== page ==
We love talking about ROI, should we also talk about Return on Social Impact?
We swim in a cloud of technology at our fingertips 24/7 thanks to the ubiquitous mobile internet, and we take these technologies for granted. However, just in the US, beyond the emotional and physical pain associated with hunger, mental health, domestic violence, children neglect and substance abuse, every day we experience over $2.5 billion in economic losses associated with these problems. The one million nonprofit organizations trying to be of help lack proper technology to deliver on their mission in a more financially efficient way. Some people point at the lack of economic incentives for entrepreneurs to create technology to address these problems, but perhaps there is also a lack of understanding of a simple equation: it is possible to do well while doing good.
Our Big Idea
We have mastered the way to match people with the perfect book, hotel, bar, food, and even love. However, we have failed to imagine how to use the same technological building blocks to match the $304,000 worth of perfectly good food that we will throw away over the next 60 seconds, with 41 million people (13 million of them children) facing hunger. We have mastered the ability to create rich online social profiles based on our behavior, and used those profiles to manipulate society to seed division at large scale, yet we are failing to use the same fundamental building blocks to understand anxiety, depression and similar issues for early intervention with the 44 million individuals facing mental health-related issues.
How can we use the same technologies and business models to help social causes have a more significant impact? Our Big Idea is Giving Tech Labs as a model to create Technology for Public Interest, or #Tech4PI. Our big idea is making an open call to focus on financial return on investment (ROI) as much as the return on Social Impact (ROSOCI) to show it is possible to do well while doing good and inspire the next generation of entrepreneurs.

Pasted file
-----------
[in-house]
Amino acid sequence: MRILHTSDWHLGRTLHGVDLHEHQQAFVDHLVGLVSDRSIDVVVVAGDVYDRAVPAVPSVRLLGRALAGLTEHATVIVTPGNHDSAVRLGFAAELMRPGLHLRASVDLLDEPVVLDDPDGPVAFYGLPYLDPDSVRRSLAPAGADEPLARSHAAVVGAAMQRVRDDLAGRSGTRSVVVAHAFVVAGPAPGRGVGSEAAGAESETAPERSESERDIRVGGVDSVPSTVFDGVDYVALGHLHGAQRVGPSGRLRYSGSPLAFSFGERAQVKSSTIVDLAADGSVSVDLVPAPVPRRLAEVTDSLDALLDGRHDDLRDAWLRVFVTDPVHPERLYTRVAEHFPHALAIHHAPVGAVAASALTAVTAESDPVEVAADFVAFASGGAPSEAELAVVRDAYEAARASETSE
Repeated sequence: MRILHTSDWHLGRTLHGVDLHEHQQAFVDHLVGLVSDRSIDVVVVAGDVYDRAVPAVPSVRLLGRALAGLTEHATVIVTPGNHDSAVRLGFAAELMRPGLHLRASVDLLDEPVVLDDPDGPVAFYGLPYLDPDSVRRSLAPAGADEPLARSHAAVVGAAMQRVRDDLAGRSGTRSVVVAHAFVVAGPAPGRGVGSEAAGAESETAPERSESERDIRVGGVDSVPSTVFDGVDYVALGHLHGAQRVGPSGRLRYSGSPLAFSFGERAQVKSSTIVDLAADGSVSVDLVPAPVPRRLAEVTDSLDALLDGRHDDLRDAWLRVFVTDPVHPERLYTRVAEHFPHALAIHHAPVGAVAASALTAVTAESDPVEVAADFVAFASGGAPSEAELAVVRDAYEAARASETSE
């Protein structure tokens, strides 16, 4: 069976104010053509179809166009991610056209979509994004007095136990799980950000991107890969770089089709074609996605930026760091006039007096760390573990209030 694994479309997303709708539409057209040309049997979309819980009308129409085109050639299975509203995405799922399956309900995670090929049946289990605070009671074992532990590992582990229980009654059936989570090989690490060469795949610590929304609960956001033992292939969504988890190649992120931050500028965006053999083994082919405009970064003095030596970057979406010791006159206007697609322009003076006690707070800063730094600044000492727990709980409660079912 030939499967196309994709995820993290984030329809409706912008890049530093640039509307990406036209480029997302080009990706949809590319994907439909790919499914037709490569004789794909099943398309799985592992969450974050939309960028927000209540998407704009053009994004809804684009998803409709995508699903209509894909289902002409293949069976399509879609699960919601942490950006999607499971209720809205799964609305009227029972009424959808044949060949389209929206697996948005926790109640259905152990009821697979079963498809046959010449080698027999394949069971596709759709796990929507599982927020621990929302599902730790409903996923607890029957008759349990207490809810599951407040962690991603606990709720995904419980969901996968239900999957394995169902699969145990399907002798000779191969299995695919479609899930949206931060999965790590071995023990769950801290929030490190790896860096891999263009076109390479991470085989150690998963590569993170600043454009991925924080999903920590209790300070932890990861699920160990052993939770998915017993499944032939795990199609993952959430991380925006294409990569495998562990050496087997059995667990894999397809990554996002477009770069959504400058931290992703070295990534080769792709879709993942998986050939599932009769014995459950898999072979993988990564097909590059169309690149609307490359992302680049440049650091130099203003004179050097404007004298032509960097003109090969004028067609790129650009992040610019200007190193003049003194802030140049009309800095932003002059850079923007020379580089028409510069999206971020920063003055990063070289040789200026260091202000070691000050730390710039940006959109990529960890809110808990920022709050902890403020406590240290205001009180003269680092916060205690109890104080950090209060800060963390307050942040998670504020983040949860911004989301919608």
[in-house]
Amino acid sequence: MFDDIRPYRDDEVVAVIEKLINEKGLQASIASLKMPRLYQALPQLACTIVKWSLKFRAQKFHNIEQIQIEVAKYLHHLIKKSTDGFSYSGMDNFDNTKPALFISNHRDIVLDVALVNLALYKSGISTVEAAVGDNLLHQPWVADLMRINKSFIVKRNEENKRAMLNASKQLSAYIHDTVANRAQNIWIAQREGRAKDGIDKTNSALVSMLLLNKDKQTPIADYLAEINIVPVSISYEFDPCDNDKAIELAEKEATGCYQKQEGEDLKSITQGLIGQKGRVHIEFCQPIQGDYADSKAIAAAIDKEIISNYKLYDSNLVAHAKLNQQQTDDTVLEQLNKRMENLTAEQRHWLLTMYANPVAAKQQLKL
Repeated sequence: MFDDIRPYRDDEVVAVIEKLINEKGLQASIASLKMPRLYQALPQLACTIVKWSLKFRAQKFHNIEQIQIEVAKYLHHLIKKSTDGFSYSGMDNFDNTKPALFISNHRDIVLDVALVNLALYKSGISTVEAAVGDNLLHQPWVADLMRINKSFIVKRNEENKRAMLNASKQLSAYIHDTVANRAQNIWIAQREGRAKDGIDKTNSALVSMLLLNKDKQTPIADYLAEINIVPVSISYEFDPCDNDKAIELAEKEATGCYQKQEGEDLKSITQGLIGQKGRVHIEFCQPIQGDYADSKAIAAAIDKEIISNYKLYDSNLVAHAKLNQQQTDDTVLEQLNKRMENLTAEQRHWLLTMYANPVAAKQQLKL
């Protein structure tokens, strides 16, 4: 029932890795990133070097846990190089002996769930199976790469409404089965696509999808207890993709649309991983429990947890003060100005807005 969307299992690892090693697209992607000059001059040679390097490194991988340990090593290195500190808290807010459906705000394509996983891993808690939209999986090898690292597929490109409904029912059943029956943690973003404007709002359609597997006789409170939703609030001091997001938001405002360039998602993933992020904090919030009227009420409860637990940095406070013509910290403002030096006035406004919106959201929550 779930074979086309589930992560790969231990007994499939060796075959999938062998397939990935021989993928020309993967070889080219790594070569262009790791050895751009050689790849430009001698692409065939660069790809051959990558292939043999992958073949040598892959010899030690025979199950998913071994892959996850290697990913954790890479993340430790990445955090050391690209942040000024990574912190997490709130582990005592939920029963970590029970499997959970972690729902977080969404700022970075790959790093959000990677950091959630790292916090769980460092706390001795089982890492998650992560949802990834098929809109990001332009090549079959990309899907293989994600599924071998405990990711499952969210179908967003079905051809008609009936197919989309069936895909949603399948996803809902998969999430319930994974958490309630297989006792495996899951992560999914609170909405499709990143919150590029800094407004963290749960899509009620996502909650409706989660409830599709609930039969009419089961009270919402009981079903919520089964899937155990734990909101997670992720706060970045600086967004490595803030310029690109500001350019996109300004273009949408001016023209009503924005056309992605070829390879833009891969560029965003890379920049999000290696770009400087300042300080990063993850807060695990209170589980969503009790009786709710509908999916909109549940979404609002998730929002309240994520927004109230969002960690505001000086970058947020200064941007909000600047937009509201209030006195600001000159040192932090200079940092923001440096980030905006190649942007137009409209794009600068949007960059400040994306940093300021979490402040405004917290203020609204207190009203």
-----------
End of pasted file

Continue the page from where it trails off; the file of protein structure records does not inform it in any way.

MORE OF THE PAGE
Connecting the dots with the past
This path started in 1988, during my senior year in college, when I got my first personal computer and created my first software venture. At the moment, I did not realize that beginning would lead me here, because life only makes sense when you stop, look back, and connect the dots.
That first step took me through a fantastic journey in technology, both as an entrepreneur, launching four companies in the past and most recently running Giving Tech Labs, which is incubating four public interest technology ventures. I also had the privilege to be a team member in companies like Microsoft that changed the world.
I have had the opportunity to live in several countries and meet amazing people. I have learned a lot from each step. One pivotal step was a meeting with Jeff Raikesback in 2015 when we talked about catalytic philanthropy and impact investment to unleash tech innovation that addresses social issues. This led to creating Giving Tech Labs with my co-founder Shelly Cano Kurtz and in partnership with Jeff and Tricia Raikes. Today, we focus on creating Sustainable Public Interest Technology Ventures.
The tipping point that led us to this idea